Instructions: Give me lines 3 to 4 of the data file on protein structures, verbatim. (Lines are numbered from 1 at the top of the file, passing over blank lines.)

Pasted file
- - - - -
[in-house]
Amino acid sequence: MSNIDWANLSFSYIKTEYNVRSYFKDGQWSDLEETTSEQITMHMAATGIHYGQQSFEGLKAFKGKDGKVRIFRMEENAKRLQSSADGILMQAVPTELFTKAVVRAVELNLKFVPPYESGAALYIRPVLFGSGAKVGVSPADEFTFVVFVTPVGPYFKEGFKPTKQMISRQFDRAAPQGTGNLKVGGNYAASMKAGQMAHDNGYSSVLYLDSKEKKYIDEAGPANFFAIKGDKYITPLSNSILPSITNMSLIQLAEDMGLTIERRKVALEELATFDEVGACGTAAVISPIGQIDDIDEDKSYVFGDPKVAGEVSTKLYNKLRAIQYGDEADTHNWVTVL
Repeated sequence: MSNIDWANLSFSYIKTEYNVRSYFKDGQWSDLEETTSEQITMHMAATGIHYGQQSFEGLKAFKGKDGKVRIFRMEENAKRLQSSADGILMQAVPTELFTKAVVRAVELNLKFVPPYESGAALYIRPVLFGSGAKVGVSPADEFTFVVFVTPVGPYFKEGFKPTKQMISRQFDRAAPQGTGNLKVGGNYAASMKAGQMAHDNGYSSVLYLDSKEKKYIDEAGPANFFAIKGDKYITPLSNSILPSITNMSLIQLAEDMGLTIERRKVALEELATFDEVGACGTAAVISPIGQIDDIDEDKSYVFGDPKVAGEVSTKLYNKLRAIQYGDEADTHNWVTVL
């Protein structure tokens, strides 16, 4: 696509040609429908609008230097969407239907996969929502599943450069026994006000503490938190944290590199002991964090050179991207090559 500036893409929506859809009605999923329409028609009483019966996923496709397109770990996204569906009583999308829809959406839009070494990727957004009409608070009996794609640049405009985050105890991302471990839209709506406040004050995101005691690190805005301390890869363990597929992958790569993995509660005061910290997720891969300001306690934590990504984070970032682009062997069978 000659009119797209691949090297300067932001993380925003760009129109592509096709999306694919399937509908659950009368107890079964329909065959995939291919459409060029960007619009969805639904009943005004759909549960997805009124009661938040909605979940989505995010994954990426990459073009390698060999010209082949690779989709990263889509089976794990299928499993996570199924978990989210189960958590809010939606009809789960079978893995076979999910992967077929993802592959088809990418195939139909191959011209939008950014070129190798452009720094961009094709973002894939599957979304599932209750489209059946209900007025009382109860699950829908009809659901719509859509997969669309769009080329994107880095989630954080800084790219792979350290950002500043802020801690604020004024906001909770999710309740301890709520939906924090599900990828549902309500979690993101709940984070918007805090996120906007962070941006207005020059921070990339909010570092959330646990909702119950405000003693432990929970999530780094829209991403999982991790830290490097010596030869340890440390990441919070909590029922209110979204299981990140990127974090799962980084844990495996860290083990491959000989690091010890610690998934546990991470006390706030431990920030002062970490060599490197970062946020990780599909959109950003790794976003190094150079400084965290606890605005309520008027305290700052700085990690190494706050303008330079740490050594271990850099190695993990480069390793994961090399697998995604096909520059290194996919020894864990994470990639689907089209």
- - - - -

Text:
Repeated sequence: MSNIDWANLSFSYIKTEYNVRSYFKDGQWSDLEETTSEQITMHMAATGIHYGQQSFEGLKAFKGKDGKVRIFRMEENAKRLQSSADGILMQAVPTELFTKAVVRAVELNLKFVPPYESGAALYIRPVLFGSGAKVGVSPADEFTFVVFVTPVGPYFKEGFKPTKQMISRQFDRAAPQGTGNLKVGGNYAASMKAGQMAHDNGYSSVLYLDSKEKKYIDEAGPANFFAIKGDKYITPLSNSILPSITNMSLIQLAEDMGLTIERRKVALEELATFDEVGACGTAAVISPIGQIDDIDEDKSYVFGDPKVAGEVSTKLYNKLRAIQYGDEADTHNWVTVL
């Protein structure tokens, strides 16, 4: 696509040609429908609008230097969407239907996969929502599943450069026994006000503490938190944290590199002991964090050179991207090559 500036893409929506859809009605999923329409028609009483019966996923496709397109770990996204569906009583999308829809959406839009070494990727957004009409608070009996794609640049405009985050105890991302471990839209709506406040004050995101005691690190805005301390890869363990597929992958790569993995509660005061910290997720891969300001306690934590990504984070970032682009062997069978 000659009119797209691949090297300067932001993380925003760009129109592509096709999306694919399937509908659950009368107890079964329909065959995939291919459409060029960007619009969805639904009943005004759909549960997805009124009661938040909605979940989505995010994954990426990459073009390698060999010209082949690779989709990263889509089976794990299928499993996570199924978990989210189960958590809010939606009809789960079978893995076979999910992967077929993802592959088809990418195939139909191959011209939008950014070129190798452009720094961009094709973002894939599957979304599932209750489209059946209900007025009382109860699950829908009809659901719509859509997969669309769009080329994107880095989630954080800084790219792979350290950002500043802020801690604020004024906001909770999710309740301890709520939906924090599900990828549902309500979690993101709940984070918007805090996120906007962070941006207005020059921070990339909010570092959330646990909702119950405000003693432990929970999530780094829209991403999982991790830290490097010596030869340890440390990441919070909590029922209110979204299981990140990127974090799962980084844990495996860290083990491959000989690091010890610690998934546990991470006390706030431990920030002062970490060599490197970062946020990780599909959109950003790794976003190094150079400084965290606890605005309520008027305290700052700085990690190494706050303008330079740490050594271990850099190695993990480069390793994961090399697998995604096909520059290194996919020894864990994470990639689907089209």